At the high school, students and families are able to choose the level of support that meets their academic and social emotional needs.

Academic Programs

Gifted programming is aligned with a gifted student's assessment data and ALP goals in the area(s) of giftedness. The following program options are among those available at RFSD:

Schoolwide Cluster Grouping Model—An inclusion model in which a "cluster" of gifted students are integrated into mixed-ability classrooms with teachers trained to provide appropriate differentiated learning opportunities. Cluster grouping allows teachers with specialized training in gifted education to challenge gifted students in all content areas. The pacing of instruction and the depth of content that gifted students need is made possible through compacting, differentiation, and flexible grouping arrangements. More information can be found about the Schoolwide Cluster Model here.

Flexible Grouping (Interest Based)—involves grouping students together for different purposes. The groups are formed based on ability, achievement, or interest, and should be fluid and flexible. Some common methods used to form flexible groups that are successful with gifted students include grouping by: • Interest area(s) • Content mastery • Ability level • Project choice • Readiness level for targeted objective. This can be done at the school-level or within a classroom.

Flexible Grouping (Schoolwide flooding)—if the grade level has a common time for a specific subject, students are grouped according to ability level to receive instruction in their zone of proximal development. Schools that practice flooding MUST have provisions in place for students whose abilities reach beyond their grade span.

Content Replacement Programs “Pull-Out”—students usually receive accelerated learning opportunities in a specific subject area in an alternative classroom setting. Gifted students are typically pulled out of the regular classroom for replacement of services in math and/or reading. On average, the content is one to two grade levels beyond the student’s assigned grade.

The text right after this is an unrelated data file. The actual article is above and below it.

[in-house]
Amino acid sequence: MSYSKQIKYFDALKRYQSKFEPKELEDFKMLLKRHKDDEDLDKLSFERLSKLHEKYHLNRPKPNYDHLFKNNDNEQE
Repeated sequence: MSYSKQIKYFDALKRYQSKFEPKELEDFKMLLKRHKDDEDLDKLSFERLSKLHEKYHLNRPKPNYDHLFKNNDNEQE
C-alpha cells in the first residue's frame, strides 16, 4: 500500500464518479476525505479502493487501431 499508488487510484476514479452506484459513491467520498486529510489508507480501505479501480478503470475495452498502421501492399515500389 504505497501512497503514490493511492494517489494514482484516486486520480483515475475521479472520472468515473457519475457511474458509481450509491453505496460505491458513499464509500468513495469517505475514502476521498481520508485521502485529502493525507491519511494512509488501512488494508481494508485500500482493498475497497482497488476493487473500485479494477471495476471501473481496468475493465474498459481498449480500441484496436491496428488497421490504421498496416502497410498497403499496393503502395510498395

Tiered Instruction Tiered assignments are parallel tasks provided to small groups of students based on their similar levels of readiness to complete them

Grade-level Acceleration—Advancing a child one or more entire grade levels to expose him/her to more advanced curriculum.

Subject Area Acceleration—Advancing a child in one or more subjects (advanced math classes, higher grade level reading groups, dual enrollment in college).

Independent Study—A formal independent study allows a student to research an area of passion and work with experts in the field to deepen knowledge and understanding.

Mentorships—Students are matched with an expert in a field of interest and given an opportunity to learn more about a specific topic. This works best in conjunction with an independent study.

Dual/Concurrent Enrollment—Allows high school students the opportunity to take college level courses and receive high school credit at the same time they are earning college credit.

Social and Emotional Programs

In addition to academic programming, gifted students are served through a variety of programs that address their unique social and emotional needs which may include:

* Mini-Crew Groups

* Individual counseling

* Friends or Lunch groups by specific needs

* Transition support (building change, college planning)

* Advisory Groups or Clustered Crews

Social and Emotional Supports are also woven into regular program delivery and augmented with specific small group supports as needed.